EXCLUSIVE: Divine additions at Sherman Creek

 EDGEucation Pavilion Winning Design

Courtesy NYRP

Brooklyn firm Bade Stageberg Cox won with a proposal for two rusted-steel pavilions looking out over a small cove in the river.

Bette Midler is floating another big idea for the Harlem River.

The New York Restoration project, founded by the Divine Miss M, has been managing Inwood’s 15-acre Sherman Creek Park for 17 years. Now the nonprofit is prepared to install its crown jewel — albeit a rusty one.

The last untouched half-acre of this former brownfield is set to become a boathouse and outdoor classroom surrounding an existing launch in the river.

RELATED: INWOOD RESIDENTS FINALLY GET ACCESS TO WATERFRONT

And it won’t just improve access to this once derelict stretch of the city between 163rd and 200th Sts.

In the wake of Sandy, the buildings are also designed to be storm-proof, and even teach kids about rising water levels.

In the wake of Sandy, the buildings are also designed to be storm-proof, and even teach kids about rising water levels.

Courtesy NYRP

In the wake of Sandy, the buildings are also designed to be storm-proof, and even teach kids about rising water levels.

“Our relationship with the water is changing, and kids need to understand that, too,” said Deborah Marton, senior vice president for the Restoration Project.

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The nonprofit held a design competition in July, and invited eight up-and-coming local architects to participate.

Brooklyn firm Bade Stageberg Cox won with a proposal for two rusted-steel pavilions looking out over a small cove in the river.

The buildings are built right on the water’s edge and open on all sides, with a perforated surface that lets the water out and the scenery in.

RELATED: FIVE MONTHS AFTER SANDY, IT’S STILL PARKS & WRECK

Rendering of the winning design for a new, rust-covered boathouse and outdoor classroom to be built by the New York Restoration Project on a currently contaminated site (below) in Sherman Creek Park in Inwood.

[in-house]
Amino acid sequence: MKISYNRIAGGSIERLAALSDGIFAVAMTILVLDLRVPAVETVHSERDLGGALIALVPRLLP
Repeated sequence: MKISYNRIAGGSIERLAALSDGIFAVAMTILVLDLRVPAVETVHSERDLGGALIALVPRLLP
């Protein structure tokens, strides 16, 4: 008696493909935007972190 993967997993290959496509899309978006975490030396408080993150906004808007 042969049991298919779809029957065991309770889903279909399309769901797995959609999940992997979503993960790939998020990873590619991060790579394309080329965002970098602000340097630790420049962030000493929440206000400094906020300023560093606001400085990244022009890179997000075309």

Courtesy NYRP

Rendering of the winning design for a new, rust-covered boathouse and outdoor classroom to be built by the New York Restoration Project on a currently contaminated site (below) in Sherman Creek Park in Inwood. 

“We want these buildings to embrace the river, not recede from it,” architect Jane Stageberg said.

The larger of the two will house 24 racing sculls. The hope is that ROW NY, which operates a nearby boathouse and supports local kids, will run the space, though other rowing crews will be invited.

The classroom — though smaller, is the main attraction. The Restoration Project runs outdoor education programs in the park, but it never had anywhere to host them.

The building itself serves as an interactive lab, with a dozen features that can teach students about nature and the park.

The hope is to help residents — be they from schools, housing projects, businesses or beyond, connect with the river.

“This community, it’s a waterfront community, even if it doesn’t think of itself as one,” Marton says. “We hope the park will change that.”

mchaban@nydailynews.com


Lifestyle – NY Daily News

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